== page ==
Purpose: To investigate the elementary temporal properties of electrically evoked percepts in blind patients chronically implanted with an epiretinal prosthesis.
Methods: Nine subjects were presented with isolated stimuli of variable duration and pulse rate. Stimulation amplitude was set to the upper comfortable level and a group of 2 × 2 adjacent electrodes was simultaneously activated. First, subjects were asked to verbally describe their visual perception paying particular attention to the time-course of brightness. Then, in subsequent trials, they described the brightness time dependence using a joystick while auditory feedback of joystick position was provided.
Results: All subjects described a bright, well-localized percept at stimulus onset. Only one subject reported such a bright, well-localized visual sensation during an entire 10-second stimulation trial. For the remaining eight subjects, it faded more or less rapidly (in four cases <0.5 second) and was often followed by a percept described as less bright, poorly localized, and having different color. Only initial percepts at stimulation onset seemed bright and localized enough to reconstruct a patterned image. Changing stimulation pulse rate influenced the time course of perception only in some cases but the effect was not systematic.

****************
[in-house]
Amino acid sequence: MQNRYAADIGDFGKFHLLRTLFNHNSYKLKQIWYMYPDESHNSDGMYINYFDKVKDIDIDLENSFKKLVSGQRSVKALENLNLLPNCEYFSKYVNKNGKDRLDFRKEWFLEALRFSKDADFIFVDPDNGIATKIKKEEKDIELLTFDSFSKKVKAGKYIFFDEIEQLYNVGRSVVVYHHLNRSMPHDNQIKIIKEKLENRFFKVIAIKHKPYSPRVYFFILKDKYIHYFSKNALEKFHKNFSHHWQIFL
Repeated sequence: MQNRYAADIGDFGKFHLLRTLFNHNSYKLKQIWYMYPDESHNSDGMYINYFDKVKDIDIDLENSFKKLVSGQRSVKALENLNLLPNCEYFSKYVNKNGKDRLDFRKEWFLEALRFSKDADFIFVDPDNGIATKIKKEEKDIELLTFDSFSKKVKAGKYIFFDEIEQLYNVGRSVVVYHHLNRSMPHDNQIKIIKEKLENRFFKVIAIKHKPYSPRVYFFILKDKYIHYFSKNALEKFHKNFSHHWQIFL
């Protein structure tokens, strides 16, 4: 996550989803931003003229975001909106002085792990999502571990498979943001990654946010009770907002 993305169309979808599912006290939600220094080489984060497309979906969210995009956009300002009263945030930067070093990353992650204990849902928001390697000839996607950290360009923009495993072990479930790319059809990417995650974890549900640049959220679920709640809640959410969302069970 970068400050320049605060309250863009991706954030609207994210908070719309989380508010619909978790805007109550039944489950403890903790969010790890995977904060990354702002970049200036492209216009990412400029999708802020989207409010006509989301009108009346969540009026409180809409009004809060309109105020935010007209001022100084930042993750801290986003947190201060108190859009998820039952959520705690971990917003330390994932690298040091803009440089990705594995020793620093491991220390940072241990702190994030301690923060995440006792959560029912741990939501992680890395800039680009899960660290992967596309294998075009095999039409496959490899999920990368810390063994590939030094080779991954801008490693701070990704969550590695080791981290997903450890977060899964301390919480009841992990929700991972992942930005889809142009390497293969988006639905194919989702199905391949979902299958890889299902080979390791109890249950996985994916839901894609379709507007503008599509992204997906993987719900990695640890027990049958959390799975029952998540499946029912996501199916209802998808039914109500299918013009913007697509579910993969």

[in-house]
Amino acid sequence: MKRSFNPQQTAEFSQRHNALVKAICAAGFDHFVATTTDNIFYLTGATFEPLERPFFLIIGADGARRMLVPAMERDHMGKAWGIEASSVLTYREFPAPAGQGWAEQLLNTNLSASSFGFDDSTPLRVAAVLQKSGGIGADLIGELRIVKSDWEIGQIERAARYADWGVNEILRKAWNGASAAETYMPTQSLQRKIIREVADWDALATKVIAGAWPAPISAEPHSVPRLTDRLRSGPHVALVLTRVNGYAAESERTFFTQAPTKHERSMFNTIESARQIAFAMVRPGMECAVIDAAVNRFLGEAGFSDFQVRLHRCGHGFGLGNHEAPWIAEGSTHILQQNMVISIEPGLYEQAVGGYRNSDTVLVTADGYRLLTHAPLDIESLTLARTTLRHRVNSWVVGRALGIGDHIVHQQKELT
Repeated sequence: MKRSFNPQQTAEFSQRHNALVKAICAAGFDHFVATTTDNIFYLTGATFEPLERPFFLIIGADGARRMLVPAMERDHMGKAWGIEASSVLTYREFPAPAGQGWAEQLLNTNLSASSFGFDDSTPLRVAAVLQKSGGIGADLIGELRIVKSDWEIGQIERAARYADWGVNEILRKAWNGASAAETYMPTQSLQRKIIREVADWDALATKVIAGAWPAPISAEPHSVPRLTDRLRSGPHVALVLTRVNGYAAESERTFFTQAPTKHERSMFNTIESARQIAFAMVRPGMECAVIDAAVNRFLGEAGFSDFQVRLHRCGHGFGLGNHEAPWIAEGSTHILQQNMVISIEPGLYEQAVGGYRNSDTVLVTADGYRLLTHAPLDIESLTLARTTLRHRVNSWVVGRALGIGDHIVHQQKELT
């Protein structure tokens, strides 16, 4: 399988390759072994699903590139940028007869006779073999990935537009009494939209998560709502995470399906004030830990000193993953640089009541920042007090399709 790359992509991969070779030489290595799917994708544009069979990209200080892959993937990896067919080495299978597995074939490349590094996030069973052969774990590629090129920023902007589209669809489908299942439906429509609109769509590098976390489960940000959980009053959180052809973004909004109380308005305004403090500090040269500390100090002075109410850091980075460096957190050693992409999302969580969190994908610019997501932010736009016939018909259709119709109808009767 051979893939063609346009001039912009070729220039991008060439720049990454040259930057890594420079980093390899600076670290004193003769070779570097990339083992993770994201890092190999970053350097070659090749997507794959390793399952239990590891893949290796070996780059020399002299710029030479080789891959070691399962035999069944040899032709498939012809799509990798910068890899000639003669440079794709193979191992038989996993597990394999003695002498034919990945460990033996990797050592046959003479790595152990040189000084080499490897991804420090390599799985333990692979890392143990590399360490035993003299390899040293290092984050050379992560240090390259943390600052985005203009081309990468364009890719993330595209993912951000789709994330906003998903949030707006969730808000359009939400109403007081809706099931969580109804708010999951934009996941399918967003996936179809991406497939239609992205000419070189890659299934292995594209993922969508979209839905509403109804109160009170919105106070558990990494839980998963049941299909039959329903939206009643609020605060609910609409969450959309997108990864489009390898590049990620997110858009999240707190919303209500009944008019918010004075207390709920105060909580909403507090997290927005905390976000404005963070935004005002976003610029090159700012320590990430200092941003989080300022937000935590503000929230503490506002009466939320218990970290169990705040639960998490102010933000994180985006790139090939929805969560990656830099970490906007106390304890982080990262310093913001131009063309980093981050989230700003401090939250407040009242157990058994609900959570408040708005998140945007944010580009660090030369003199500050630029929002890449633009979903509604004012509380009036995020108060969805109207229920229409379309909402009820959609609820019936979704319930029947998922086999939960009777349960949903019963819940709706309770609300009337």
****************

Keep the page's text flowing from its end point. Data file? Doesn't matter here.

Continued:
Conclusions: Percepts differed considerably across subjects, probably because of the considerable variations in the progression and remodeling processes associated with the disease. Appropriate coding of a patterned image under such conditions appears challenging. Further research of the underlying mechanisms of visual perception upon electrical stimulation of the retina is required to optimize stimulation paradigms and to better establish patient selection criteria.
Trial registration: ClinicalTrials.gov NCT00407602.